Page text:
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United States Department of Agriculture

Agricultural Research Service

Title: Effect of Hydrodynamic Pressure Processing on Inactivation of Pathogenic Bacteria Attached to Beef Muscle

item Patel, Jitu
item Solomon, Morse

Submitted to: BARC Poster Day
Publication Type: Abstract Only
Publication Acceptance Date: April 27, 2005
Publication Date: May 12, 2005
Citation: Patel, J.R., Solomon, M.B. 2005. Effect of hydrodynamic pressure processing on inactivation of pathogenic bacteria attached to beef muscle [abstract]. BARC Poster Day. Paper No. 44.

Technical Abstract: The bactericidal effect of hydrodynamic pressure processing (HDP) on Escherichia coli O157:H7, Salmonella Typhimurium, and Listeria monocytogenes inoculated on beef cubes was evaluated. The effect of HDP on loosely attached or planktonic cells (analyzed first by running diluent over the beef cubes) and strongly attached (analyzed again rinsed cubes by pummeling for 2 min in diluent) was studied. Irradiated 1” beef cubes (N = 54) were dipped in individual bacterial suspensions, air dried, vacuum packed, and treated with HDP using 100 g binary explosive placed 12” from meat surface in a 54-L stainless steel shockwave container. Total E. coli O157:H7 populations were more sensitive to the HDP treatment (0.44 log10 CFU/g reduction) followed by S. Typhimurium (0.35 log10 CFU/g) and L. monocytogenes (0.26 log10 CFU/g). Further, bacteria strongly attached to beef surface were inactivated by HDP at a greater rate and the reduction was significant for all three bacteria attached strongly to the beef surface (0.53, 0.41, and 0.45 log10 CFU/g for E. coli O157:H7, S. Typhimurium, and L. monocytogenes, respectively). No clear indications were obtained for sublethal damage of microorganisms surviving the HDP treatment. These findings disclose that HDP treatment is more lethal to pathogenic bacteria strongly attached to beef surface compared to those planktonic or loosely attached cells.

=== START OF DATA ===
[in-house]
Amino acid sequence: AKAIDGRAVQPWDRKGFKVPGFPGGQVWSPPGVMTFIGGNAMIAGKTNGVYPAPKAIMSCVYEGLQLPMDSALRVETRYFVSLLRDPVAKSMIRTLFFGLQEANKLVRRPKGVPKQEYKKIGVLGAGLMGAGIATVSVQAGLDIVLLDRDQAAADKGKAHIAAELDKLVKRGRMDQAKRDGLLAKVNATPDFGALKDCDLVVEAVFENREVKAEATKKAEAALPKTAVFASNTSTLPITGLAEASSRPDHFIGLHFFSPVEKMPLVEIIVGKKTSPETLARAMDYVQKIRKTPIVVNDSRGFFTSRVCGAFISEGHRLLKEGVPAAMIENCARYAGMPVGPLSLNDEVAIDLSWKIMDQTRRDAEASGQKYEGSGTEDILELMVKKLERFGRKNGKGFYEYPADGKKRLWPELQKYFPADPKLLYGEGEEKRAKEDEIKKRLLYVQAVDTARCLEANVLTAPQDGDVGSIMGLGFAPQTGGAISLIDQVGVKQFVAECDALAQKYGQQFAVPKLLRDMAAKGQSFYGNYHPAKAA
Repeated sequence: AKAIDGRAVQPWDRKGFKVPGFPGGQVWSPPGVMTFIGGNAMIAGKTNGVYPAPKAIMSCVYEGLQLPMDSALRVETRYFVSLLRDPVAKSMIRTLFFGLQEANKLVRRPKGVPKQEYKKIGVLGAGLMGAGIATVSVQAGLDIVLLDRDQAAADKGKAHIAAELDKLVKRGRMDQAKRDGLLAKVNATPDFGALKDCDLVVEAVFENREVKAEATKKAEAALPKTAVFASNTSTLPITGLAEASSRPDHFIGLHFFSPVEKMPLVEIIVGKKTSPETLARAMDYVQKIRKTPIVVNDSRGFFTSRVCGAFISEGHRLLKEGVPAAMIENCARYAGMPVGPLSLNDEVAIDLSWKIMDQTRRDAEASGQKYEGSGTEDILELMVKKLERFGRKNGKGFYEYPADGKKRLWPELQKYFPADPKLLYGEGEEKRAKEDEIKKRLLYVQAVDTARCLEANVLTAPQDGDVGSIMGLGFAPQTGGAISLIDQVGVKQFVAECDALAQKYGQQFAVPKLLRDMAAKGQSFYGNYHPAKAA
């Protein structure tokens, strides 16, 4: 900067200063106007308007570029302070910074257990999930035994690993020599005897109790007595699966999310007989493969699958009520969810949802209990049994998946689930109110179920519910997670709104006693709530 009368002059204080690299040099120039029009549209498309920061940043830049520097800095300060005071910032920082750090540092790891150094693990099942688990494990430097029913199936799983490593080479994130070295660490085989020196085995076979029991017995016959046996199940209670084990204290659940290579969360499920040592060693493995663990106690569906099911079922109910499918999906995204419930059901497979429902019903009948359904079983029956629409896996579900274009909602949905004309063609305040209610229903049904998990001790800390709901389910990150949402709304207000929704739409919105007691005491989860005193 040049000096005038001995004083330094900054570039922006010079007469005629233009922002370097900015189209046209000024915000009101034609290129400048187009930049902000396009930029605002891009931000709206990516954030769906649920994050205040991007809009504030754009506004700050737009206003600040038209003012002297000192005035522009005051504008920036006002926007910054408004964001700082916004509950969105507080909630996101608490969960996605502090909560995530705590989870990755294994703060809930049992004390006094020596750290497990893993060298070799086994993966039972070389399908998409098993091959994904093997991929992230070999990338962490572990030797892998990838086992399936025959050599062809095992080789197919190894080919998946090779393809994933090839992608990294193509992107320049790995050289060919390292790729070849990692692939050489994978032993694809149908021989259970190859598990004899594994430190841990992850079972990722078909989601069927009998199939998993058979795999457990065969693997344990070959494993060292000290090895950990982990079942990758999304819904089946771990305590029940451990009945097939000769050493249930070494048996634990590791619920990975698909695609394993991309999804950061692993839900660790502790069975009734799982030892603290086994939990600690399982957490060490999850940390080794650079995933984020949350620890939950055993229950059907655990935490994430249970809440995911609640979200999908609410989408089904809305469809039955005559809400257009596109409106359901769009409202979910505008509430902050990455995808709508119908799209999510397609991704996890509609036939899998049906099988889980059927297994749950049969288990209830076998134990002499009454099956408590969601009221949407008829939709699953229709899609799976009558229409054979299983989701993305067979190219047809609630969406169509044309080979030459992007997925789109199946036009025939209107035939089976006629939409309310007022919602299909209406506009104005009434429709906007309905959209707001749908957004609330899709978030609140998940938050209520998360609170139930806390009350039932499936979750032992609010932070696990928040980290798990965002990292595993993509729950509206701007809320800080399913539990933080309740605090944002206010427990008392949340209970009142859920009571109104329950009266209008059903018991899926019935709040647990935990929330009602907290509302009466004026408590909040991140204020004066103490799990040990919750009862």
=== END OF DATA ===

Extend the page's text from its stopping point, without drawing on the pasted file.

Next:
Last Modified: 4/22/2015
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